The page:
She didn’t hold the glowing cube for long, though. Slowly, Mahina pulled her hands apart. As she did so, the cube grew larger. When she was satisfied with its size, she walked over to the black hole in the corner and placed the cube on top of it. The sound of God’s flushing toilet stopped. Five hundred thousand points. Side quest completed.
And that’s when I appeared.
You hadn’t noticed me at first. You put down your Cyber Sakura Seven book, picked up the holo-gloves, and asked Mahina, “Could you show me that spinning ‘V’ move? That was cool.”
Mahina was more than happy to show you. She would do anything for her big brother, so she nodded and grinned, took off the cyber fedora and the holo-gloves, and handed them to you. Without cut-eye. Without a fight. Without a snarky comment.
You were surprised. You’d thought, “Maybe Mom and Dad had the snark programmed out of her.” You would have done so, were Mahina your daughter.
But then I side-tracked you two when I coalesced into this lovely, curvy, hormone-stirring form from a twisting tornado of long, blue, silky hair that reached down from the moonless holo-sky above (because you and your snarky sister didn’t notice my big blue face pulsing and glowing on your holo-vision), and Mahina hit me full on with every iota of her eight-year-old snark:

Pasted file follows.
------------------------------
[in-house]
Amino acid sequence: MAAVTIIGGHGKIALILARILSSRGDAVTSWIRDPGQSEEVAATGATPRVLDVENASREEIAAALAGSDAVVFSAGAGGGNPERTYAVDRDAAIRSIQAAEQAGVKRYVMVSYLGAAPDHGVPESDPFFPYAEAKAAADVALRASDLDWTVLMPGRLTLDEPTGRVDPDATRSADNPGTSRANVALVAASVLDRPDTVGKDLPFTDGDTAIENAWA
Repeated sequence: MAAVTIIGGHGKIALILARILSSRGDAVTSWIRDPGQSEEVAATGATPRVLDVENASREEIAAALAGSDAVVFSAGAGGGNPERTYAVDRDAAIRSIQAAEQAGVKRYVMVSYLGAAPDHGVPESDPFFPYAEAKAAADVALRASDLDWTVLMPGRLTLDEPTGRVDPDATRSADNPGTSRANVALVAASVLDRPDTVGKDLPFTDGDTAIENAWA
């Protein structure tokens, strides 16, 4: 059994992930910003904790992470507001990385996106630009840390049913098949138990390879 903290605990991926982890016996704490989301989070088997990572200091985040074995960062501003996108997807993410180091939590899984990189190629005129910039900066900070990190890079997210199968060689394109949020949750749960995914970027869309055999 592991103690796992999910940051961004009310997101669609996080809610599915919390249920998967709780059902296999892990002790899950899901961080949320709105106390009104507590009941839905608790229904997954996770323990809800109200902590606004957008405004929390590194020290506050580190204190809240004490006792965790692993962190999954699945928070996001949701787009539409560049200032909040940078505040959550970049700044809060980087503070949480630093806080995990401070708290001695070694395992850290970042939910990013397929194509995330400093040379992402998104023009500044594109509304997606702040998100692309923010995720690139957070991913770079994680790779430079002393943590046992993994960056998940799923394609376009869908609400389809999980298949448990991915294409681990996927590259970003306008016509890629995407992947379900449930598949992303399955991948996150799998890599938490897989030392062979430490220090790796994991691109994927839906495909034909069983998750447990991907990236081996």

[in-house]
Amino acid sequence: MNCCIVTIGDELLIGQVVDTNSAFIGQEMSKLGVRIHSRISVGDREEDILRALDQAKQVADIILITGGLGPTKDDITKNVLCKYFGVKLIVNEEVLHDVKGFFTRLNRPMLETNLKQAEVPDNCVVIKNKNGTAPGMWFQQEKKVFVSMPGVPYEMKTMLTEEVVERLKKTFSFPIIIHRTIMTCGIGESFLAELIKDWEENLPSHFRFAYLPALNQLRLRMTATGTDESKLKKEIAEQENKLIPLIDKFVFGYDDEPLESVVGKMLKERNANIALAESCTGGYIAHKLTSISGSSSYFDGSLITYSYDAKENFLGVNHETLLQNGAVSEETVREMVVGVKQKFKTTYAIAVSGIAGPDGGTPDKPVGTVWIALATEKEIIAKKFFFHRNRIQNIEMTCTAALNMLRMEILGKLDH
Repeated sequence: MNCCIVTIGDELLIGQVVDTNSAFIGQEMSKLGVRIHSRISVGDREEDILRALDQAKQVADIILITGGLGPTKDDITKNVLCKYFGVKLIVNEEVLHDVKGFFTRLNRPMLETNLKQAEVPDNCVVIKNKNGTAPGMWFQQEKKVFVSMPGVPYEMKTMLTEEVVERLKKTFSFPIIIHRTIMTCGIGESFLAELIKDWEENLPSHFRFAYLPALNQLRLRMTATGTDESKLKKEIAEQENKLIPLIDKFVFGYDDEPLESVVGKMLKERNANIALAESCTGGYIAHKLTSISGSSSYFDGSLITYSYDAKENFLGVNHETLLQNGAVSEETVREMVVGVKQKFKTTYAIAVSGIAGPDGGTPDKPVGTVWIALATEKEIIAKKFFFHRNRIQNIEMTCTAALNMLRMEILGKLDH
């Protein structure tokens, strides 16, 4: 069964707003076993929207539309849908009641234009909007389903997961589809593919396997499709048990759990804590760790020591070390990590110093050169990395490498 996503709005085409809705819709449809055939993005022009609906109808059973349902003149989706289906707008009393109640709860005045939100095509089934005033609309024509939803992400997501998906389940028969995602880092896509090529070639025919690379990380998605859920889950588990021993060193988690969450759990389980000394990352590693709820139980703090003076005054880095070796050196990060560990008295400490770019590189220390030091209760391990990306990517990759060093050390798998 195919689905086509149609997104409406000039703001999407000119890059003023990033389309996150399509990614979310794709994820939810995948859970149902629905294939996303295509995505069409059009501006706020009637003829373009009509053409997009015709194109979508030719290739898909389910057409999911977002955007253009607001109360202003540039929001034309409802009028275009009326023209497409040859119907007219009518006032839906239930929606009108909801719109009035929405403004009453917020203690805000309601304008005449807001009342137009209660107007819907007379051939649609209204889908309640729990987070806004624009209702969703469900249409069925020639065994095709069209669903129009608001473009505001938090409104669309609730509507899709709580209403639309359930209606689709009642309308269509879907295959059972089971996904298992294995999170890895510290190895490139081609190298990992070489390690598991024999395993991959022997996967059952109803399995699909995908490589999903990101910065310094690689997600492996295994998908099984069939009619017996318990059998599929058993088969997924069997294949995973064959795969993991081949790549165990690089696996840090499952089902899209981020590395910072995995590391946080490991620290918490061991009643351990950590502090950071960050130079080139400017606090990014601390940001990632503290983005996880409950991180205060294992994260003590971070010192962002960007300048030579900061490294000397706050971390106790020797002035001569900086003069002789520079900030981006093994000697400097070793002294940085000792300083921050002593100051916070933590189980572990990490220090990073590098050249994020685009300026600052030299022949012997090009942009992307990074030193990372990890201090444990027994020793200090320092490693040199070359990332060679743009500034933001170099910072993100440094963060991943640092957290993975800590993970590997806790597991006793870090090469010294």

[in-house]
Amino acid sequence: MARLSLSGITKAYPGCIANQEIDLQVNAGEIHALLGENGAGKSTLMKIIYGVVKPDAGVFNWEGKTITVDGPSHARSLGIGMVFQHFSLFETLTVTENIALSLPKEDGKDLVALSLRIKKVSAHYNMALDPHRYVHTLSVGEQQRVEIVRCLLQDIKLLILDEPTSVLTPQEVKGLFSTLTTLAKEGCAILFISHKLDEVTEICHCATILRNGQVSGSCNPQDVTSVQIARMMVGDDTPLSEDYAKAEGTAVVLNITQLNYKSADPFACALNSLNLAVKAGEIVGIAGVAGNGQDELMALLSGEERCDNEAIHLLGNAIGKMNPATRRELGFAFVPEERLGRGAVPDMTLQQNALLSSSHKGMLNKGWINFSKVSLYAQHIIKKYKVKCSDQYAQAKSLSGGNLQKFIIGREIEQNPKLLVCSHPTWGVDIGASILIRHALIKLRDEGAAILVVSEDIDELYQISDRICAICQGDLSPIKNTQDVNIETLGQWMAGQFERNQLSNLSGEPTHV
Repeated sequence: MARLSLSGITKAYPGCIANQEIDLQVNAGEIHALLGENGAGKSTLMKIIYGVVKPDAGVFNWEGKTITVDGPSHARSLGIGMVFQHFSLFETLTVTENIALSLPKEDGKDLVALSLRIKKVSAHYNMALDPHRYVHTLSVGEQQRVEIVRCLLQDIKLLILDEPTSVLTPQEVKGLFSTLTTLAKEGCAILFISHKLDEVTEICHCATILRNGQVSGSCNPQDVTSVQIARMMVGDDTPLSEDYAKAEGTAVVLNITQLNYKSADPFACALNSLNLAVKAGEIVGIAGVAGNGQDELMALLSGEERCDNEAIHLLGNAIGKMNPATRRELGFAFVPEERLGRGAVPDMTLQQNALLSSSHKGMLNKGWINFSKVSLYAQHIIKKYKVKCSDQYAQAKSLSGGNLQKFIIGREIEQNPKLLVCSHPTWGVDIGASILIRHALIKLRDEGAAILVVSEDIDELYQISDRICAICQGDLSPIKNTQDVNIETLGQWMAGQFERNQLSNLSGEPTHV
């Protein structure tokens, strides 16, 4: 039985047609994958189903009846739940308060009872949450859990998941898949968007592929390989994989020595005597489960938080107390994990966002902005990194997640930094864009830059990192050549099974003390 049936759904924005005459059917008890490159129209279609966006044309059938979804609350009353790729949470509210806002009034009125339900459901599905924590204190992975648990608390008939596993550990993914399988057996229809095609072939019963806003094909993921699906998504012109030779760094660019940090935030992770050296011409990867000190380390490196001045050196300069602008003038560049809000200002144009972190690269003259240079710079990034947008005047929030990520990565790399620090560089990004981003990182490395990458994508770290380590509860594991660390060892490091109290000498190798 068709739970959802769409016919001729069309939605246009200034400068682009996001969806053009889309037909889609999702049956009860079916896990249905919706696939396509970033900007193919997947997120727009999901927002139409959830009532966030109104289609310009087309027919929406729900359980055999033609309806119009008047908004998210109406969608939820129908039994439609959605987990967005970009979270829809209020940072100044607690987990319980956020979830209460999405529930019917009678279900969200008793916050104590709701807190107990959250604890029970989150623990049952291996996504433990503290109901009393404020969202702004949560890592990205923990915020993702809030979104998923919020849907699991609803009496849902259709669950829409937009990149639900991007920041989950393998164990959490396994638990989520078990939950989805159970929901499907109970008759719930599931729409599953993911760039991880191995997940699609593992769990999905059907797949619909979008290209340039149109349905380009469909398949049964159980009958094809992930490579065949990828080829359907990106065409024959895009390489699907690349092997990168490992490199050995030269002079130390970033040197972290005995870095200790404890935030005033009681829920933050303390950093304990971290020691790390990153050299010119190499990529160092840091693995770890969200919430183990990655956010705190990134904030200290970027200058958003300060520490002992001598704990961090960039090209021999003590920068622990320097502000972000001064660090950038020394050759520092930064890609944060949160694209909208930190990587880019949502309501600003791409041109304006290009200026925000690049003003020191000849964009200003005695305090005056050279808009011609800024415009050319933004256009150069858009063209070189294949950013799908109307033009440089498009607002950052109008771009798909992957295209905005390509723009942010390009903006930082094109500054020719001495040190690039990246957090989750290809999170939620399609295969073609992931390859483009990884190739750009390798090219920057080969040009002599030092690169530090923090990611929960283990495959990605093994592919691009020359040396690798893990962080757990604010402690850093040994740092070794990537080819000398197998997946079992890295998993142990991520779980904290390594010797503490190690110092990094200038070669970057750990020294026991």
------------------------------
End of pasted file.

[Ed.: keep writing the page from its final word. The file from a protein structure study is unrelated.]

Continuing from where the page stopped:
“Who are you?” she’d asked me, her little hands on her little hips.
I pretended she wasn’t looking at me like I’d just blown a big bubble with her last piece of favorite bubble gum without asking if I could have it, put on an almost-but-not-real smile (snark truly is the antithesis of joy), and said, “Congratulations, Mahina! I am the Once in a Blue Moon Fairy. For your very cool dance moves, and your heroic efforts, which saved the world from some of the most reprehensible creatures known to eight-year-old girls everywhere, I will now grant your wish and turn you into a real little girl!”